- The Washington Times - Friday, March 14, 2003

Northern Irish support
The leader of Northern Ireland's largest political party came to Washington this week, expressing strong support for the U.S. position on Iraq and denouncing Irish critics who oppose a likely war.
"The United States is poised to fight what I believe is a just war against a fascist dictator in the Middle East," said David Trimble, leader of the Ulster Unionist Party.
Mr. Trimble criticized Sinn Fein, the political party aligned with the outlawed Irish Republican Army.
"The U.S. is right to pursue Saddam [Hussein] and remove him from power, but Sinn Fein sides with the Iraqi tyrant and against America. Why?" he asked rhetorically in a statement released upon his departure from Belfast this week.
"Perhaps [they] see Saddam as not such bad guy. Maybe they see him as someone who is misunderstood. Maybe they believe he didn't murder, torture and terrorize opponents and ethnic minorities in his own country. Maybe they didn't notice the unprovoked and aggressive wars he launched on his neighbors."
Sinn Fein leader Gerry Adams is also here, along with leaders of other Northern Irish political parties, for the annual St. Patrick's Day reception at the White House.
Last month his party called on the United States to "desist from war preparations" against Iraq and allow the United Nations to continue arms inspections.
"The issue of weapons of mass destruction allegedly held by Iraq is currently being dealt with in a most comprehensive manner under the auspices of the United Nations," the party said in a letter to Jane Benton Fort, charge d'affaires at the U.S. Embassy in Dublin.
Mr. Trimble yesterday told supporters at a breakfast meeting that he is disappointed by the continuing political logjam that led to the suspension of the Northern Ireland Assembly in October. He blamed the Irish Republican Army for failing to keep a pledge to disarm and abandon its terrorist campaign aimed at uniting British Northern Ireland with the Republic of Ireland.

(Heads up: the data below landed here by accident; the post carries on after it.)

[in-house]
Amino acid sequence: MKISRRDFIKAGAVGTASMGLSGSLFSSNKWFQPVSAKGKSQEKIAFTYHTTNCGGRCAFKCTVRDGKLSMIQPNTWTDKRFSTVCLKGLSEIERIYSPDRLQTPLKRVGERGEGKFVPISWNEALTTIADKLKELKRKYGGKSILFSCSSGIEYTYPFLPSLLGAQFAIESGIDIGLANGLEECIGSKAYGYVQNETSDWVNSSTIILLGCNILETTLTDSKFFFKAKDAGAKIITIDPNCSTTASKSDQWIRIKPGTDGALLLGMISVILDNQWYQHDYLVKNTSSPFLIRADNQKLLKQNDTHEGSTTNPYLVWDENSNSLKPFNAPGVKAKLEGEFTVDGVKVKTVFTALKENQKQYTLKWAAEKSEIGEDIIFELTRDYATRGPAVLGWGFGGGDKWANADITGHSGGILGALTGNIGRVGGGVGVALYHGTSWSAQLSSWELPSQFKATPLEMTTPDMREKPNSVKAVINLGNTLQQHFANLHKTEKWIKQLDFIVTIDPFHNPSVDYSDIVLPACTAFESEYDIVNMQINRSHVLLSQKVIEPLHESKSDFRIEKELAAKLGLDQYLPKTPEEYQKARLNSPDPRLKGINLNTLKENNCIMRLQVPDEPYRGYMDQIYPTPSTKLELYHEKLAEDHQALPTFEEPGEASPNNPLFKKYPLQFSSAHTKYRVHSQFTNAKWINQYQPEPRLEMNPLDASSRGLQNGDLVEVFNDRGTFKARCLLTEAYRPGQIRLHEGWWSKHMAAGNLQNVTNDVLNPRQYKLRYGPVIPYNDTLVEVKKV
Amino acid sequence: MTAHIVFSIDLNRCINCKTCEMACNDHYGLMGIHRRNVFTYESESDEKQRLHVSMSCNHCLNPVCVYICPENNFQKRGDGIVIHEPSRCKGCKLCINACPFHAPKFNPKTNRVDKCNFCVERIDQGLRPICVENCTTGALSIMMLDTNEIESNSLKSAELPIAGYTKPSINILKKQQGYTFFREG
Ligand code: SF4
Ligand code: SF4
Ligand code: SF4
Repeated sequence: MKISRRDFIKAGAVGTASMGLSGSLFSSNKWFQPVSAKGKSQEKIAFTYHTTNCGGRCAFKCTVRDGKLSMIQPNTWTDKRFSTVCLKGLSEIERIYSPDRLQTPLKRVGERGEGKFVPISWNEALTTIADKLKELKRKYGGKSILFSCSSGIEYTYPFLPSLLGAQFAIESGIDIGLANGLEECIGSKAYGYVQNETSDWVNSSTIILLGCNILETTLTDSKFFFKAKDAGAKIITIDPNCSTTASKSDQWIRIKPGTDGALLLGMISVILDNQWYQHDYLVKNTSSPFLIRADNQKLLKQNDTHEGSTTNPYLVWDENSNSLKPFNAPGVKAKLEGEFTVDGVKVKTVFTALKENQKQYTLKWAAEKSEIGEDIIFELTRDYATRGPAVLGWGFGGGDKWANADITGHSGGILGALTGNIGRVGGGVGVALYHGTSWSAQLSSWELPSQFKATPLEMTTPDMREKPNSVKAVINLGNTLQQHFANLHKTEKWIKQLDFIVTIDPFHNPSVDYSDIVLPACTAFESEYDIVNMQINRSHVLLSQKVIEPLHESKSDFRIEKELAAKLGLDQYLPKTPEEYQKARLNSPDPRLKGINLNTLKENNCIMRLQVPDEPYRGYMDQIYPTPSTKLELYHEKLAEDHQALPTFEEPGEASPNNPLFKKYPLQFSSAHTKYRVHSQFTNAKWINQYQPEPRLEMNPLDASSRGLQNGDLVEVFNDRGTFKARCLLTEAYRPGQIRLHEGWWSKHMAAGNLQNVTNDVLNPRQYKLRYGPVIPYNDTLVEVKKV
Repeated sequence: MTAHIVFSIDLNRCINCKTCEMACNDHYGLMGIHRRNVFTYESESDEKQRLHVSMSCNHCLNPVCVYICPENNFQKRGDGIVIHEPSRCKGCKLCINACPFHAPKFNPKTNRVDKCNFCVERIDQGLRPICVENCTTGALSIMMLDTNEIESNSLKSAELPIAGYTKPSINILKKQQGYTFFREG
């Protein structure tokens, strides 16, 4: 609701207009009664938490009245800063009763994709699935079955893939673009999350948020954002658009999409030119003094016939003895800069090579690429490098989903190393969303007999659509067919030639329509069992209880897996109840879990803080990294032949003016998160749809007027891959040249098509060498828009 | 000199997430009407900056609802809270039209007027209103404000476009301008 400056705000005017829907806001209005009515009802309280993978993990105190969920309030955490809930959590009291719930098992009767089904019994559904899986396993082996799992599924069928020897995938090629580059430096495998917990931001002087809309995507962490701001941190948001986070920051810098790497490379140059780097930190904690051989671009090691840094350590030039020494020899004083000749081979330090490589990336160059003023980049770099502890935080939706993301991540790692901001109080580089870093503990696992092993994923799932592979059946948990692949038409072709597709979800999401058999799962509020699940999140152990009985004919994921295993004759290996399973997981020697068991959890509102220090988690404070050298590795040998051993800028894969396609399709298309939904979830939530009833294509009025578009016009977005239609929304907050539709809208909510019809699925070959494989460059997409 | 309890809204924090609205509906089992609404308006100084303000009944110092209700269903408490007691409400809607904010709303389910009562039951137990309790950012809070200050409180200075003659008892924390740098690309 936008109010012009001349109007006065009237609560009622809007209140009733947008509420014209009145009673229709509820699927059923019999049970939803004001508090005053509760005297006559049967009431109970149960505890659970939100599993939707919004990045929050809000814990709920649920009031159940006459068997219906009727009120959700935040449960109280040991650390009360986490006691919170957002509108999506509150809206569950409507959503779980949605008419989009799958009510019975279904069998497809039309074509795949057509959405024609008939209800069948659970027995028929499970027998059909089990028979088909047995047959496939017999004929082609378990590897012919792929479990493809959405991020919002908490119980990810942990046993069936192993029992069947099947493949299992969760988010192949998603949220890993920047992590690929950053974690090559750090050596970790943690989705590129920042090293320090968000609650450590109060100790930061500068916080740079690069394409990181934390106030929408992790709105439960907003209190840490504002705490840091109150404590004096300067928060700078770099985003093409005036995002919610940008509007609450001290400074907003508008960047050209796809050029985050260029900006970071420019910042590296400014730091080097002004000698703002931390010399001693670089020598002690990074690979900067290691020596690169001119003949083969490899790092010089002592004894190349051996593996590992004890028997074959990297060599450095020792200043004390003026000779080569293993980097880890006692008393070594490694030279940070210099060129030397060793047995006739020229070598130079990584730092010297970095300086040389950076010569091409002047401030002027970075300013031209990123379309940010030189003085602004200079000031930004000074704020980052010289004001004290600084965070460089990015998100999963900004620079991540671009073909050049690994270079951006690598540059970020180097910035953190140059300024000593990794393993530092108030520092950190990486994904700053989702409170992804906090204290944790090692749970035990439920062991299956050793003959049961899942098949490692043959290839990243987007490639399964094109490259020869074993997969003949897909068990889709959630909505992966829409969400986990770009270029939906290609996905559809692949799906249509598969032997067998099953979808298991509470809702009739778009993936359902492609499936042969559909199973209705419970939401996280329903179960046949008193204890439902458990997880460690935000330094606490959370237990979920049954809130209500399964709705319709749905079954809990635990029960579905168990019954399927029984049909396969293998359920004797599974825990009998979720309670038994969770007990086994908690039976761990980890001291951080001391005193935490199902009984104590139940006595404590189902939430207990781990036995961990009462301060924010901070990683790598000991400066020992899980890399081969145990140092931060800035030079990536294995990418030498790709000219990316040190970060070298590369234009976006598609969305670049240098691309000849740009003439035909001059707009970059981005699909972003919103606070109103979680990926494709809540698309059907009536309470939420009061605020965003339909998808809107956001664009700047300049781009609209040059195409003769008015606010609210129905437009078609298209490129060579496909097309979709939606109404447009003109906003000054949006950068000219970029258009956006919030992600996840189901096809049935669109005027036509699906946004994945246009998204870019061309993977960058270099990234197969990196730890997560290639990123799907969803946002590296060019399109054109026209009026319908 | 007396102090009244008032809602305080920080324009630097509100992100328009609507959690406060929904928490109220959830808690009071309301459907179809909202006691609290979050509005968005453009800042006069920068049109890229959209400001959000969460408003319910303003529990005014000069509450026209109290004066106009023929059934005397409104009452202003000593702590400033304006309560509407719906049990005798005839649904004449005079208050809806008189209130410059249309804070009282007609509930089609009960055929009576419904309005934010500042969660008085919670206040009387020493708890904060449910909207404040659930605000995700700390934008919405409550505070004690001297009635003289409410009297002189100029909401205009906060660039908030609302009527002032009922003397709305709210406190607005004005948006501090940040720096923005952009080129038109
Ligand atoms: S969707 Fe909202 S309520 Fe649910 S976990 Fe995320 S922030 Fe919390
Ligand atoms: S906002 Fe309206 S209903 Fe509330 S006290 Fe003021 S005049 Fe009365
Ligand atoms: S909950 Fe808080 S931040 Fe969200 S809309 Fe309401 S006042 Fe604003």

Mr. Trimble was first minister of Northern Ireland before the assembly was suspended.

Green at White House
President Bush praised Irish Prime Minister Bertie Ahern for his efforts to bring peace to Northern Ireland, as the two leaders met at the White House yesterday for their annual shamrock ceremony.
Mr. Bush wore a green tie in honor of St. Patrick's Day, which falls on Monday, and pledged U.S. help to restore the peace process that was derailed by the failure of the Irish Republican Army and other paramilitary groups to disarm and cease hostilities.
"Recent years have seen historic progress," Mr. Bush said. "Now our parties can and must build on this progress so that the people of Northern Ireland can replace old resentments with new cooperation and new hope."
Mr. Ahern presented Mr. Bush with a bowl of shamrocks as a "symbol of unity" between the United States and Ireland. He said he hopes to break the political deadlock in time for Northern Ireland elections May 29.

Ireland fund restored
Rep. Christopher H. Smith this week restored funds to a key program that promotes peace and investment in Northern Ireland.
The New Jersey Republican succeeded in getting the House International Relations Committee to provide $25 million this year to the International Fund for Ireland (IFI). President Bush had asked for only $8.5 million. Mr. Smith's bill provides for $50 million over two years.
"It would be a tragic mistake if, at this hour, the U.S. reduces its contribution to the IFI and was perceived to be retreating from its very visible and active role in the peace process," said Mr. Smith, the committee vice chairman.
He noted that he recently returned from a visit to Northern Ireland and, despite the political deadlock, found many improvements in relations between the Protestant majority and Catholic minority in the British province.
"There are many signs of hope, and restoring funds to the IFI will help us attain our goal of securing a just and lasting peace," he said.
The fund was established by the British and Irish governments in 1986 and receives foreign funding from the United States, Canada, Australia, New Zealand and the European Union.

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